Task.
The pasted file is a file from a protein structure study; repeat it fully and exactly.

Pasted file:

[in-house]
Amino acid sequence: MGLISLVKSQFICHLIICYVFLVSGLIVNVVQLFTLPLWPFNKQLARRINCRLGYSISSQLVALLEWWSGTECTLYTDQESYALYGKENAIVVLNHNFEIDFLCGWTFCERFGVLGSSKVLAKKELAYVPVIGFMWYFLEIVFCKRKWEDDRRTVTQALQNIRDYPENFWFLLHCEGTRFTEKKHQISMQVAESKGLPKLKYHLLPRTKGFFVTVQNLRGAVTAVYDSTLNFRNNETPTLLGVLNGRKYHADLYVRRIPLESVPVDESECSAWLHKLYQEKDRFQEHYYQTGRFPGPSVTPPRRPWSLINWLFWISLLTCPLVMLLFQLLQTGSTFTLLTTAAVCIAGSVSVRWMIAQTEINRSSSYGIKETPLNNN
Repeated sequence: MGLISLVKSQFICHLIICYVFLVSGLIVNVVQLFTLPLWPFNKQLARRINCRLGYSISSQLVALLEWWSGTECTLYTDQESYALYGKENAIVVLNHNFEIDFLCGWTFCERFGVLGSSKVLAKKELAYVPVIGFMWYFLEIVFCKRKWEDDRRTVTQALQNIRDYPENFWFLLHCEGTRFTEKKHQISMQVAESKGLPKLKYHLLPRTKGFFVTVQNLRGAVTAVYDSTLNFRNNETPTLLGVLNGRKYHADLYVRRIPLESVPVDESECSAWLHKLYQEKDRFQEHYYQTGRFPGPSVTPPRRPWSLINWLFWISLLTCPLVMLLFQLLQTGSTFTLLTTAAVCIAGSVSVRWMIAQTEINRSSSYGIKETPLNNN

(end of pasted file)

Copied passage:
[in-house]
Amino acid sequence: MGLISLVKSQFICHLIICYVFLVSGLIVNVVQLFTLPLWPFNKQLARRINCRLGYSISSQLVALLEWWSGTECTLYTDQESYALYGKENAIVVLNHNFEIDFLCGWTFCERFGVLGSSKVLAKKELAYVPVIGFMWYFLEIVFCKRKWEDDRRTVTQALQNIRDYPENFWFLLHCEGTRFTEKKHQISMQVAESKGLPKLKYHLLPRTKGFFVTVQNLRGAVTAVYDSTLNFRNNETPTLLGVLNGRKYHADLYVRRIPLESVPVDESECSAWLHKLYQEKDRFQEHYYQTGRFPGPSVTPPRRPWSLINWLFWISLLTCPLVMLLFQLLQTGSTFTLLTTAAVCIAGSVSVRWMIAQTEINRSSSYGIKETPLNNN
Repeated sequence: MGLISLVKSQFICHLIICYVFLVSGLIVNVVQLFTLPLWPFNKQLARRINCRLGYSISSQLVALLEWWSGTECTLYTDQESYALYGKENAIVVLNHNFEIDFLCGWTFCERFGVLGSSKVLAKKELAYVPVIGFMWYFLEIVFCKRKWEDDRRTVTQALQNIRDYPENFWFLLHCEGTRFTEKKHQISMQVAESKGLPKLKYHLLPRTKGFFVTVQNLRGAVTAVYDSTLNFRNNETPTLLGVLNGRKYHADLYVRRIPLESVPVDESECSAWLHKLYQEKDRFQEHYYQTGRFPGPSVTPPRRPWSLINWLFWISLLTCPLVMLLFQLLQTGSTFTLLTTAAVCIAGSVSVRWMIAQTEINRSSSYGIKETPLNNN